The count is in — the Payson Christmas Bird Count, that is.
Since 1900 the National Audubon Society has conducted bird counts throughout North America. The Payson Birders conducted their sixth annual count on Dec. 19.
It was 24 degrees in the morning when the 16 participants headed out to spend the day identifying and counting all the birds they saw or heard in and around Payson. They devoted 48 hours of time and covered 122 miles of territory on foot and by car. They saw 86 species, one fewer than the record seen last year, and observed more than 3,900 birds, also about the same as last year.
Each year’s findings are unique. In some respects, it is similar to the game “musical chairs.”
There are several movements of birds occurring at this time. First is a movement of birds coming south for the winter that can be influenced by the severity of weather. Then there is a movement of more local species, such as Anna’s hummingbirds and cardinals, down into the lower and warmer basins below Payson. But there can also be an upward movement of these same species from the lower basins if there is a period of nice weather.
Count day is when the music stops and we end up with a slightly different mix of birds each year. During the six years, a total of 122 species have been observed. There appears to be a group of about 60 species that may or may not be present in any given year.
This year we had high numbers of Steller’s jays, robins, western bluebirds, scrub jays, house finches, and pine siskins, but few sparrows. Roadrunners also were more common.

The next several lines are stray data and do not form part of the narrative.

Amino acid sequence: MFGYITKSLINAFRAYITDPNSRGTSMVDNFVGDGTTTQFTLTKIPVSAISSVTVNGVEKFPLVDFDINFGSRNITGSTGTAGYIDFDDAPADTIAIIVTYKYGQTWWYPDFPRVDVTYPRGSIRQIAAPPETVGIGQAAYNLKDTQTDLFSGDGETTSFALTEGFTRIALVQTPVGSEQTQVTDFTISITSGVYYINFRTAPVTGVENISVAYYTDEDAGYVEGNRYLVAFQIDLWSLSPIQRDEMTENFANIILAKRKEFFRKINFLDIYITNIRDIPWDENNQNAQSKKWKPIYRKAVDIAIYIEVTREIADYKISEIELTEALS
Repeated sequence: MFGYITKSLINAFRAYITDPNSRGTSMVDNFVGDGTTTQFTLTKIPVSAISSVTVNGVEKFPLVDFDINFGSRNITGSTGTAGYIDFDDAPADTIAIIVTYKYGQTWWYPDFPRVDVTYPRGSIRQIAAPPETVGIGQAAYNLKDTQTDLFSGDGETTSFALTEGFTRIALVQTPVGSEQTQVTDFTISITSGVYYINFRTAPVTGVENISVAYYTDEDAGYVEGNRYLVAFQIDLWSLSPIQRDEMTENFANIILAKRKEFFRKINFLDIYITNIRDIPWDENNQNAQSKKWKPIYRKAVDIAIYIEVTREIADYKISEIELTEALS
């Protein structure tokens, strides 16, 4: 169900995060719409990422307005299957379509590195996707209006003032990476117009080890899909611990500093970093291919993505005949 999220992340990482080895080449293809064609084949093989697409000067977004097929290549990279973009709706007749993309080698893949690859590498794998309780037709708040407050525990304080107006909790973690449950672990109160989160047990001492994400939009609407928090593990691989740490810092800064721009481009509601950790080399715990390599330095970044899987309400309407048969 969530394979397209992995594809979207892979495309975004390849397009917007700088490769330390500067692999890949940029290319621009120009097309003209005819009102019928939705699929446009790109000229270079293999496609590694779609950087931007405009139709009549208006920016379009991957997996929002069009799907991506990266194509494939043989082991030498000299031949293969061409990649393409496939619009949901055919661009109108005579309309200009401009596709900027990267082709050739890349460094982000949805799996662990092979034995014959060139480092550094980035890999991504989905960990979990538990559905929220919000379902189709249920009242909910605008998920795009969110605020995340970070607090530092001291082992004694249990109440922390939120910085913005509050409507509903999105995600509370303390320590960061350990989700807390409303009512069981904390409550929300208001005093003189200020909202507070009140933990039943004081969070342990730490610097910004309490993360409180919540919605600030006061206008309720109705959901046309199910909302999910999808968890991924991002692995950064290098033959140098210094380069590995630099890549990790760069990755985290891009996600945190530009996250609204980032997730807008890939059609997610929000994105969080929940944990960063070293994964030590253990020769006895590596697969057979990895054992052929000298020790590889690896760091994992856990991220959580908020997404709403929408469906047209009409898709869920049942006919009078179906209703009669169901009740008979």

The ponds in and around Payson produced good numbers of wintering waterfowl. Canada geese, mallards, coots and wigeons are the most abundant with smaller numbers of grebes, shovelers, canvasbacks, and mergansers.
Raptors were observed, including two bald eagles, sharp-shinned hawks, a Cooper’s hawk, red-tailed hawks, and American kestrels. And let’s not leave out the highly vocal great-tailed grackles that hang out at the Walmart parking lot.
Some of the most widespread and numerous species are those that favor chaparral, our most abundant habitat. Bushtits, spotted towhees, Bewick’s wrens, Western scrub-jays, juniper titmice, and Western bluebirds are common residents of shrub-dominated habitats.
Participants in the count were: Barbara Brenke, Diane Brown, Tom Conlin, Jeff Estis, Diana Garrity, Dave Hallock, Rick Heffernon, Eric Hough, Elaine Hough, Brian Ison, Grace Knowles, Beverly Malmberg, Peggy Newman, Sue Schuett, Joanne Travis and Linda Wyatt.
The count is a census of the birds found during a 24-hour period in a designated circle 15 miles in diameter. The Payson count circle is centered a little northwest of town. It runs north to the Control Road and Whispering Pines, east just past Diamond Point Shadows, south to just below Oxbow Hill, and west to Tonto Natural Bridge.
The national project included over 2,000 counts held between Dec. 14 and Jan. 5. Records from these counts comprise an extensive ornithological database that enables scientists to monitor winter bird populations and evaluate biological trends.
One recently documented trend is for some bird species to not migrate as far south during the winter, possibly due to climate change. Full results of the Payson count can be viewed on the Audubon Web site (http://www.